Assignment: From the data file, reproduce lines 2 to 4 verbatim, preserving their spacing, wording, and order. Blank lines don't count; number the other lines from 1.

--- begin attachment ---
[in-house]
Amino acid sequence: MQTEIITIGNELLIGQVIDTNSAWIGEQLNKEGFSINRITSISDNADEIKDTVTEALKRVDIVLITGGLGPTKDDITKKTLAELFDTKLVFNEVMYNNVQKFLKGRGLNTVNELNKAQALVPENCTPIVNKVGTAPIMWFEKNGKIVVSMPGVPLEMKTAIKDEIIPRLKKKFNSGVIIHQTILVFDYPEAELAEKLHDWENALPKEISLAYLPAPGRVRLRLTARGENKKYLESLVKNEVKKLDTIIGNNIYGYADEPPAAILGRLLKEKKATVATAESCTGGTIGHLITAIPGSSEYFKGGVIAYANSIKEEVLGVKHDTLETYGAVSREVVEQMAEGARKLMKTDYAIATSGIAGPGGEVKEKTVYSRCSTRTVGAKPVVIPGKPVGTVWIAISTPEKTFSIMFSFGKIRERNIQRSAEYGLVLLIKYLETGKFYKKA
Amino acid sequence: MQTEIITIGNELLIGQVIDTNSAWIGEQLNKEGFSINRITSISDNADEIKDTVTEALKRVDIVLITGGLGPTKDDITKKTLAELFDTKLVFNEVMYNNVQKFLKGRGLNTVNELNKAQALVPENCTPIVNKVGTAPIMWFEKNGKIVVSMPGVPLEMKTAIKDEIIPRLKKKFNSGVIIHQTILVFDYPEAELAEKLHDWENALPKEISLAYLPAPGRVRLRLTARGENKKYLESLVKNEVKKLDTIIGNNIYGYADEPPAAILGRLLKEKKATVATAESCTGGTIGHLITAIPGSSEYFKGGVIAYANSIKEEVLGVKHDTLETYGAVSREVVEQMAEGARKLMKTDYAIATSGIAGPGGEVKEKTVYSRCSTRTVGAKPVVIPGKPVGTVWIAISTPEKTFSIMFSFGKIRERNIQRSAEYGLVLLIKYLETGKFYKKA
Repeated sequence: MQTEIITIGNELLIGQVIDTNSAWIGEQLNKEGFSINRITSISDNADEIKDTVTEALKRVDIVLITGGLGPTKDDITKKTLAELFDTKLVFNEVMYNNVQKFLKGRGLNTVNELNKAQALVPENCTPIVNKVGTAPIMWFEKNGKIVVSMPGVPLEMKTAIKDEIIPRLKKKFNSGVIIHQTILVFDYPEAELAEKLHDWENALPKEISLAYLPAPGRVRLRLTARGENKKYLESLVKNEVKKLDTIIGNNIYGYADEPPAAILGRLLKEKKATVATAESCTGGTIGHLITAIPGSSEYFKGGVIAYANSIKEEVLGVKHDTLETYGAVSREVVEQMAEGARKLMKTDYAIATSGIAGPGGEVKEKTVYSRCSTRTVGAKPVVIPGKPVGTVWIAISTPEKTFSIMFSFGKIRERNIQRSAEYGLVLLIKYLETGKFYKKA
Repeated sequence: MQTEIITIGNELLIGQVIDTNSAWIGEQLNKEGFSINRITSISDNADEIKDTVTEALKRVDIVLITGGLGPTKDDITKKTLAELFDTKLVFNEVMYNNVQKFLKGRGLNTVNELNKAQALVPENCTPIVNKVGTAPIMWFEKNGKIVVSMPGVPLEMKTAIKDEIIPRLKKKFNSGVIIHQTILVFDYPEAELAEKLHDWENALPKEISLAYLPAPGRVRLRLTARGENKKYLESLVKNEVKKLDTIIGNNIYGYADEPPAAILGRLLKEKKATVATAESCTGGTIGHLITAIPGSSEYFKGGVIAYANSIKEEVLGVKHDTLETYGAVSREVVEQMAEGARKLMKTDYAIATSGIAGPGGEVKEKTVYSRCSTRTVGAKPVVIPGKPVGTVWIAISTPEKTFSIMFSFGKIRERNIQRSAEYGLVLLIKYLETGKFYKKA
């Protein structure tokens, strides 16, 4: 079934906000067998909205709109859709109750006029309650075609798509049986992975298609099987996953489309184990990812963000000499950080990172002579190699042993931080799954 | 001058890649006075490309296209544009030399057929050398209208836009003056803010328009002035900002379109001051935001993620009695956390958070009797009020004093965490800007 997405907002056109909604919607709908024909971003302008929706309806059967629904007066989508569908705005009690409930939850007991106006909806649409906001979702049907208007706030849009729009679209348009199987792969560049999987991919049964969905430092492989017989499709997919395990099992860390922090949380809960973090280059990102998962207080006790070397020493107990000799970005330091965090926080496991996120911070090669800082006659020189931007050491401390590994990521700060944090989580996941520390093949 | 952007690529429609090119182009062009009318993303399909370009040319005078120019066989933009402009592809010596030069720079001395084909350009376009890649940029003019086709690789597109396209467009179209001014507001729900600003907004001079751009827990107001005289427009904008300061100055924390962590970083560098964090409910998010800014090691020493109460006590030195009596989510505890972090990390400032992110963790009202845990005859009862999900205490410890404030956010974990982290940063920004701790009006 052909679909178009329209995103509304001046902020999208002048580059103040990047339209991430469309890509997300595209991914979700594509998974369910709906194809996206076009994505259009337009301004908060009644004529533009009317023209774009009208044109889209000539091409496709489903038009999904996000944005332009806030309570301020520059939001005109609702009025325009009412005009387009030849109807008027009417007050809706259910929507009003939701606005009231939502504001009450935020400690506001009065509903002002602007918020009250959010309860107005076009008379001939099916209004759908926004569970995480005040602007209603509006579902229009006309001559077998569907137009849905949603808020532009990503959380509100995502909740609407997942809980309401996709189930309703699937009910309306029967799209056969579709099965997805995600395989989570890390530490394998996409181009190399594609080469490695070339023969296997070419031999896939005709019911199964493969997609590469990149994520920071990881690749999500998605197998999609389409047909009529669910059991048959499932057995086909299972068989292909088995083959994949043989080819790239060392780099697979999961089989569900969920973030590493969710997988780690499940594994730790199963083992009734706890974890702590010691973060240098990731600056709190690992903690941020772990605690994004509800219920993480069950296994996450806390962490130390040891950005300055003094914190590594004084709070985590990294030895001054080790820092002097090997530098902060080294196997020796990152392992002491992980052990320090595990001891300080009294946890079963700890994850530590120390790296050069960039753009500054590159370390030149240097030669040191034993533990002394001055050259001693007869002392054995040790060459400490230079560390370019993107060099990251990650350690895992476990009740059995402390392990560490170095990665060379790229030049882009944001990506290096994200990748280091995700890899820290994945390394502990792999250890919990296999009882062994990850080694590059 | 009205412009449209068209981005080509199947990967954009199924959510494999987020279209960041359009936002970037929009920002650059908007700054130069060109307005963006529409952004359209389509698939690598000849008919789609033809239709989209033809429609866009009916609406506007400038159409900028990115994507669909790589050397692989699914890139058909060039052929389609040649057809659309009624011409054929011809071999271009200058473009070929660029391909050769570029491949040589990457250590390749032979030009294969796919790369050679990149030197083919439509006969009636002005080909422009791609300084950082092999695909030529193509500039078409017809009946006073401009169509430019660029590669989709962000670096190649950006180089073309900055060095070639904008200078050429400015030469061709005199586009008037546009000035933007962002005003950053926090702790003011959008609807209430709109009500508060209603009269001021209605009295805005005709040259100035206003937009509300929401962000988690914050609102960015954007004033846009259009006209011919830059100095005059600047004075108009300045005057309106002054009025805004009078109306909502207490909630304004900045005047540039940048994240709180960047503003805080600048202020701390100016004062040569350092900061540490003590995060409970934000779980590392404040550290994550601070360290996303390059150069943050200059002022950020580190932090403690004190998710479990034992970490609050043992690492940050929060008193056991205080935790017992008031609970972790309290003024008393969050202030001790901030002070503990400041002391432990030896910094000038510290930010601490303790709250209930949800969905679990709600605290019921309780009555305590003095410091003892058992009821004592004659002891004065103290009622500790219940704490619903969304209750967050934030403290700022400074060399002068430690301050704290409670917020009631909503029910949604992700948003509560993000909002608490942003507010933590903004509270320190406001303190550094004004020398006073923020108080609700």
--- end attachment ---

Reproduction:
Amino acid sequence: MQTEIITIGNELLIGQVIDTNSAWIGEQLNKEGFSINRITSISDNADEIKDTVTEALKRVDIVLITGGLGPTKDDITKKTLAELFDTKLVFNEVMYNNVQKFLKGRGLNTVNELNKAQALVPENCTPIVNKVGTAPIMWFEKNGKIVVSMPGVPLEMKTAIKDEIIPRLKKKFNSGVIIHQTILVFDYPEAELAEKLHDWENALPKEISLAYLPAPGRVRLRLTARGENKKYLESLVKNEVKKLDTIIGNNIYGYADEPPAAILGRLLKEKKATVATAESCTGGTIGHLITAIPGSSEYFKGGVIAYANSIKEEVLGVKHDTLETYGAVSREVVEQMAEGARKLMKTDYAIATSGIAGPGGEVKEKTVYSRCSTRTVGAKPVVIPGKPVGTVWIAISTPEKTFSIMFSFGKIRERNIQRSAEYGLVLLIKYLETGKFYKKA
Amino acid sequence: MQTEIITIGNELLIGQVIDTNSAWIGEQLNKEGFSINRITSISDNADEIKDTVTEALKRVDIVLITGGLGPTKDDITKKTLAELFDTKLVFNEVMYNNVQKFLKGRGLNTVNELNKAQALVPENCTPIVNKVGTAPIMWFEKNGKIVVSMPGVPLEMKTAIKDEIIPRLKKKFNSGVIIHQTILVFDYPEAELAEKLHDWENALPKEISLAYLPAPGRVRLRLTARGENKKYLESLVKNEVKKLDTIIGNNIYGYADEPPAAILGRLLKEKKATVATAESCTGGTIGHLITAIPGSSEYFKGGVIAYANSIKEEVLGVKHDTLETYGAVSREVVEQMAEGARKLMKTDYAIATSGIAGPGGEVKEKTVYSRCSTRTVGAKPVVIPGKPVGTVWIAISTPEKTFSIMFSFGKIRERNIQRSAEYGLVLLIKYLETGKFYKKA
Repeated sequence: MQTEIITIGNELLIGQVIDTNSAWIGEQLNKEGFSINRITSISDNADEIKDTVTEALKRVDIVLITGGLGPTKDDITKKTLAELFDTKLVFNEVMYNNVQKFLKGRGLNTVNELNKAQALVPENCTPIVNKVGTAPIMWFEKNGKIVVSMPGVPLEMKTAIKDEIIPRLKKKFNSGVIIHQTILVFDYPEAELAEKLHDWENALPKEISLAYLPAPGRVRLRLTARGENKKYLESLVKNEVKKLDTIIGNNIYGYADEPPAAILGRLLKEKKATVATAESCTGGTIGHLITAIPGSSEYFKGGVIAYANSIKEEVLGVKHDTLETYGAVSREVVEQMAEGARKLMKTDYAIATSGIAGPGGEVKEKTVYSRCSTRTVGAKPVVIPGKPVGTVWIAISTPEKTFSIMFSFGKIRERNIQRSAEYGLVLLIKYLETGKFYKKA